After 17 years at Vanish-to-Cillit Bang maker Reckitt Benckiser, can Javed Ahmed, the man named yesterday (19 May) as Tate & Lyle’s new chief executive, add some sparkle to the under-performing food ingredients giant? Dean Best reports.

In November, Tate & Lyle’s new chief executive will take the reins at the UK-based food ingredients group after years selling products like Nurofen at Reckitt Benckiser.

Tate & Lyle’s long-suffering shareholders will no doubt be hoping the company’s new boss will be able to take away some of the pain of investing in the business.

Later this year, Javed Ahmed will replace Iain Ferguson as Tate & Lyle’s chief executive and look to breathe fresh life into a business that has reported profit warnings and endured a volatile share price in recent months.

Tate & Lyle, as a company rooted in the commodities arena, is a volatile business and has suffered amid the global economic downturn and increasing competition.

Last month, the group issued its latest profit warning and admitted demand for sweeteners and starches had been “weak” in its key Americas market, while ethanol margins and volumes were under “severe pressure”.

Ferguson, who joined Tate & Lyle from Unilever in 2003, sold off a raft of assets and looked to focus on value-added food ingredients. The strategy appeared sound. However, it looks to have come up short with Splenda, Tate & Lyle’s sucralose product and the jewel in its value-added portfolio, preparing to face stiff competition after the company’s defeat in a trademark ruling last month.

Ahmed’s time at Reckitt Benckiser selling products from Vanish and Cillit Bang to Veet and Calgon means food industry watchers know little about the 49-year-old Pakistani’s credentials.

Ahmed joined Reckitt Benckiser in 1992 as general manager of its Canadian operations and worked his way up to become executive vice president of the groups European business, accounting for 50% of the firm’s turnover.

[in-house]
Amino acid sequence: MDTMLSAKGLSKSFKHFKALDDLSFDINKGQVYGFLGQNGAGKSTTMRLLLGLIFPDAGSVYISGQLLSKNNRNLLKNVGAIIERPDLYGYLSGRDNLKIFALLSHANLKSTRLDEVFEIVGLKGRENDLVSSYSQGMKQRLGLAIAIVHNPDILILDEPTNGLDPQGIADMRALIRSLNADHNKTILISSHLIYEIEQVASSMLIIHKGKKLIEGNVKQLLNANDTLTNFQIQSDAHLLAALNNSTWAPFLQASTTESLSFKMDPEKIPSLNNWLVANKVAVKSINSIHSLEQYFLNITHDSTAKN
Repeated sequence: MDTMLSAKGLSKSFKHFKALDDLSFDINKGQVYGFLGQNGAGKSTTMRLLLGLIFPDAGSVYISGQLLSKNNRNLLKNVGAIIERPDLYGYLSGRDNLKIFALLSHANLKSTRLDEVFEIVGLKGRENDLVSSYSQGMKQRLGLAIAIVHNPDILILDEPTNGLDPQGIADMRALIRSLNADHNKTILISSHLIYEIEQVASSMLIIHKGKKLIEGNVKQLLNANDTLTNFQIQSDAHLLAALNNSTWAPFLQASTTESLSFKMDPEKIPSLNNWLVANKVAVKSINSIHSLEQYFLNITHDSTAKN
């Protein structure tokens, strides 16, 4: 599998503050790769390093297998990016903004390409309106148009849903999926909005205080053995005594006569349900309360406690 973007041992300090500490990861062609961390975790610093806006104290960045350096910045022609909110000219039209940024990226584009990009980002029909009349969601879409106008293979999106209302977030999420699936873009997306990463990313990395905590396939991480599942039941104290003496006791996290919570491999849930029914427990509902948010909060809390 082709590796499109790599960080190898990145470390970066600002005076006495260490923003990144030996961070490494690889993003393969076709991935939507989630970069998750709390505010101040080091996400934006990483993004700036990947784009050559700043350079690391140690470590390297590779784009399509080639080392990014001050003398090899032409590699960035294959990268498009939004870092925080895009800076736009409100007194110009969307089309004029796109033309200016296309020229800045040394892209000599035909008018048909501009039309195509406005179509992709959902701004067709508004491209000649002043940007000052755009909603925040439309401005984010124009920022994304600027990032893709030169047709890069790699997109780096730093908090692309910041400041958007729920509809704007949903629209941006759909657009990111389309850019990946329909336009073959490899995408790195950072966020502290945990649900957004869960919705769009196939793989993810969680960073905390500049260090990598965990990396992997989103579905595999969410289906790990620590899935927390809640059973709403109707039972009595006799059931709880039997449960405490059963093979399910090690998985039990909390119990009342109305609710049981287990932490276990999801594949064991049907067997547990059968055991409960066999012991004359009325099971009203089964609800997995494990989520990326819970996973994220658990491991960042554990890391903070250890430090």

But, just how will Ahmed adapt from selling Strepsils to sugar and starch? Ferguson had faced weeks of speculation surrounding his future but, for Shore Capital analyst Darren Shirley, it was a “surprise” that Tate & Lyle plumped for Ahmed.

“We have to say that we cannot form a strong opinion yet on Mr Ahmed albeit he descends from a very strong corporate stable in Reckitt’s,” Shirley says, keeping a ‘hold’ rating on Tate & Lyle’s shares.

Shirley preferred to focus on Ferguson’s legacy at Tate & Lyle. “It has to be said that he did not quite break the mould of volatility that tarnishes the reputation of Tate & Lyle in many investors’ minds,” Shirley argued. “The company suffers from immense fluctuations in sentiment, reflecting the underlying volatility of the commodity markets in which it remains heavily engaged.”

The analyst said Ferguson’s push to boost Tate & Lyle’s value-added business was “sensible” but insisted the programme had so far had little effect on the group’s profits.

“A drive to value added seemed a sensible strategy but in reality many of the broad applications highlighted by the company for products like Bio-PDO have just not emerged at anywhere near the magnitude to make a difference to earnings while sucralose was arguably over-invested with the prospect of falling margins and returns hereon,” Shirley said.

The prospects for Tate & Lyle’s sucralose business do not look as promising as the company may have once believed. Last month, a US court upheld an initial ruling that found Chinese manufacturer Niutang did not infringe Tate & Lyle’s patents for manufacturing the sweetener. While Niutang basked in what it described as a “complete victory”, Tate & Lyle still maintained it had a “formidable competitive advantage in the global sucralose business”.

Not everyone, however, shares Tate & Lyle’s bullishness on sucralose. Julian Lakin, an analyst at Mirabaud Securities, pointed to likely growing competition from Chinese and Indian manufacturers. “The time when Tate & Lyle controlled the [sucralose] market by virtue of its patent lawyers is clearly over,” Lakin said.

It’s clear, then, that a challenging period lies ahead for Tate & Lyle, which, as well as Ahmed, has welcomed other new faces to its top table in recent months. In December, company veteran Tim Lodge was named as finance director and, in February, Sir David Gershon joined the group as chairman.

Lakin, however, thinks it unlikely that Tate & Lyle will deviate from its current strategy. He is quick to acknowledge Ahmed’s track-record at Reckitt Benckiser but said the executive’s lack of experience in the food industry suggests no huge change in emphasis at Tate & Lyle.

“It would be quite strange to see [Tate & Lyle] change direction because of a new CEO,” Lakin told just-food. “The new CEO comes from a packaged grocery business [but] Tate is not a packaged grocery business.”

Lakin added: “[Ahmed] has dome a tremendous job [at Reckitt Benckiser] but Tate & Lyle is a very different ball game.”

Given that Tate & Lyle’s shares hit seven-month high on news of Ahmed’s appointment, the City seems to believe a sweeter future lies ahead for the sugar refiner.